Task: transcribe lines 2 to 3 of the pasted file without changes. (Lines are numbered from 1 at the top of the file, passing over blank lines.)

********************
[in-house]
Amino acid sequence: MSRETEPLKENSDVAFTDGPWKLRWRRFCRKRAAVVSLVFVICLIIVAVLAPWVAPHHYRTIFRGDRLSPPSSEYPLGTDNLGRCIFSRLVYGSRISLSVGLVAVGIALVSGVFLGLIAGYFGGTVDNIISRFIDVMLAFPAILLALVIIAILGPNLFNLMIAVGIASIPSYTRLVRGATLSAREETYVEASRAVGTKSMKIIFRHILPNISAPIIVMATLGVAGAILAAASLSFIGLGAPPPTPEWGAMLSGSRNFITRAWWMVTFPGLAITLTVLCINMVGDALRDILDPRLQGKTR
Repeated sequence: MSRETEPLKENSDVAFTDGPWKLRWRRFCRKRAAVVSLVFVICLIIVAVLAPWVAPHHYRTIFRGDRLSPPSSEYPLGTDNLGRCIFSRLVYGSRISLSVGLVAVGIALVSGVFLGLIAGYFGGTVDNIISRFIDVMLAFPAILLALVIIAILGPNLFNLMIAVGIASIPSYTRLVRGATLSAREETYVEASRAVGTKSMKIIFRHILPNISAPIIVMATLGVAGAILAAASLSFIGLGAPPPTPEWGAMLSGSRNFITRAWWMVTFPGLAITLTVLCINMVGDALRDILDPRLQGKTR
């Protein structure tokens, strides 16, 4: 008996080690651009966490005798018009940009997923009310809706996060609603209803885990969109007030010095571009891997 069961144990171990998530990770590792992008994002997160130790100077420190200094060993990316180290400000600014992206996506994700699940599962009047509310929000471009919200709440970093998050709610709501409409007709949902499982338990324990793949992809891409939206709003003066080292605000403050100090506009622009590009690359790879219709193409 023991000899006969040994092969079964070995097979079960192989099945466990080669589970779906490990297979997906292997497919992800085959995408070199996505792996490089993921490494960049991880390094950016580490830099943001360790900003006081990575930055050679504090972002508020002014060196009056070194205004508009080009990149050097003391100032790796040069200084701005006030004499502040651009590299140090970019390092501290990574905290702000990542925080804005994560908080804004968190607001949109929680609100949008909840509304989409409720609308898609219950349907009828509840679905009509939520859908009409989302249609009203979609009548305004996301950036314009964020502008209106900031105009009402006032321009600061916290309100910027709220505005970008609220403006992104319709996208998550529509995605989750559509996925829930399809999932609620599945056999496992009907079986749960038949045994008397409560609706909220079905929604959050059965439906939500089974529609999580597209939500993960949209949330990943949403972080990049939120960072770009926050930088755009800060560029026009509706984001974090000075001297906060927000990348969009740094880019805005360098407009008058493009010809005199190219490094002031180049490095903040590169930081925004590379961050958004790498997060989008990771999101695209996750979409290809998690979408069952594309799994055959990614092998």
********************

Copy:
Amino acid sequence: MSRETEPLKENSDVAFTDGPWKLRWRRFCRKRAAVVSLVFVICLIIVAVLAPWVAPHHYRTIFRGDRLSPPSSEYPLGTDNLGRCIFSRLVYGSRISLSVGLVAVGIALVSGVFLGLIAGYFGGTVDNIISRFIDVMLAFPAILLALVIIAILGPNLFNLMIAVGIASIPSYTRLVRGATLSAREETYVEASRAVGTKSMKIIFRHILPNISAPIIVMATLGVAGAILAAASLSFIGLGAPPPTPEWGAMLSGSRNFITRAWWMVTFPGLAITLTVLCINMVGDALRDILDPRLQGKTR
Repeated sequence: MSRETEPLKENSDVAFTDGPWKLRWRRFCRKRAAVVSLVFVICLIIVAVLAPWVAPHHYRTIFRGDRLSPPSSEYPLGTDNLGRCIFSRLVYGSRISLSVGLVAVGIALVSGVFLGLIAGYFGGTVDNIISRFIDVMLAFPAILLALVIIAILGPNLFNLMIAVGIASIPSYTRLVRGATLSAREETYVEASRAVGTKSMKIIFRHILPNISAPIIVMATLGVAGAILAAASLSFIGLGAPPPTPEWGAMLSGSRNFITRAWWMVTFPGLAITLTVLCINMVGDALRDILDPRLQGKTR